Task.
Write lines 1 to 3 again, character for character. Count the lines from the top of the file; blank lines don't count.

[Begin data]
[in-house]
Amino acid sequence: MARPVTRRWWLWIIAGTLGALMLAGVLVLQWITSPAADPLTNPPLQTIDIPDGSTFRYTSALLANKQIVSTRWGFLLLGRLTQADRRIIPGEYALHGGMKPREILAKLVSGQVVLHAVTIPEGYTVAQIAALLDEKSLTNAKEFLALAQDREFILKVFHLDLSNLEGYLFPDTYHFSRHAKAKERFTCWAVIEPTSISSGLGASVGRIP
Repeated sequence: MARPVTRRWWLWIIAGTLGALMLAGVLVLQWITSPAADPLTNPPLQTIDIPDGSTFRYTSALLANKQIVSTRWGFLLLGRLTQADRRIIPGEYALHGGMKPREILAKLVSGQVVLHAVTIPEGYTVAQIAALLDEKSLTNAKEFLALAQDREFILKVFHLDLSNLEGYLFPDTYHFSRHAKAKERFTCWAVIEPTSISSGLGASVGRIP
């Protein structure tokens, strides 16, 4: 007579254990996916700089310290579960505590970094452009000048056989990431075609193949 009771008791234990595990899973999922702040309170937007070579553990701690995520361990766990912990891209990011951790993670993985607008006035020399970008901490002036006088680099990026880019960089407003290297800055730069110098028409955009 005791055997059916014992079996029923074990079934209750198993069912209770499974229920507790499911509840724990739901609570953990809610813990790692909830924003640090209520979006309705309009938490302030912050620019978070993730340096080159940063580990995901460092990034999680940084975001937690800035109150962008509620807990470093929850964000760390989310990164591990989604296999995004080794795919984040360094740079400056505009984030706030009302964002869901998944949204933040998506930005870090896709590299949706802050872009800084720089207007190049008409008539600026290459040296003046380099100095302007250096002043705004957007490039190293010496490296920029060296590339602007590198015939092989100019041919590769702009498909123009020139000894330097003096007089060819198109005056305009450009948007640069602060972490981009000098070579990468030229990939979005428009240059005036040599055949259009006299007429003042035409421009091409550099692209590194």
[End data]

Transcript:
[in-house]
Amino acid sequence: MARPVTRRWWLWIIAGTLGALMLAGVLVLQWITSPAADPLTNPPLQTIDIPDGSTFRYTSALLANKQIVSTRWGFLLLGRLTQADRRIIPGEYALHGGMKPREILAKLVSGQVVLHAVTIPEGYTVAQIAALLDEKSLTNAKEFLALAQDREFILKVFHLDLSNLEGYLFPDTYHFSRHAKAKERFTCWAVIEPTSISSGLGASVGRIP
Repeated sequence: MARPVTRRWWLWIIAGTLGALMLAGVLVLQWITSPAADPLTNPPLQTIDIPDGSTFRYTSALLANKQIVSTRWGFLLLGRLTQADRRIIPGEYALHGGMKPREILAKLVSGQVVLHAVTIPEGYTVAQIAALLDEKSLTNAKEFLALAQDREFILKVFHLDLSNLEGYLFPDTYHFSRHAKAKERFTCWAVIEPTSISSGLGASVGRIP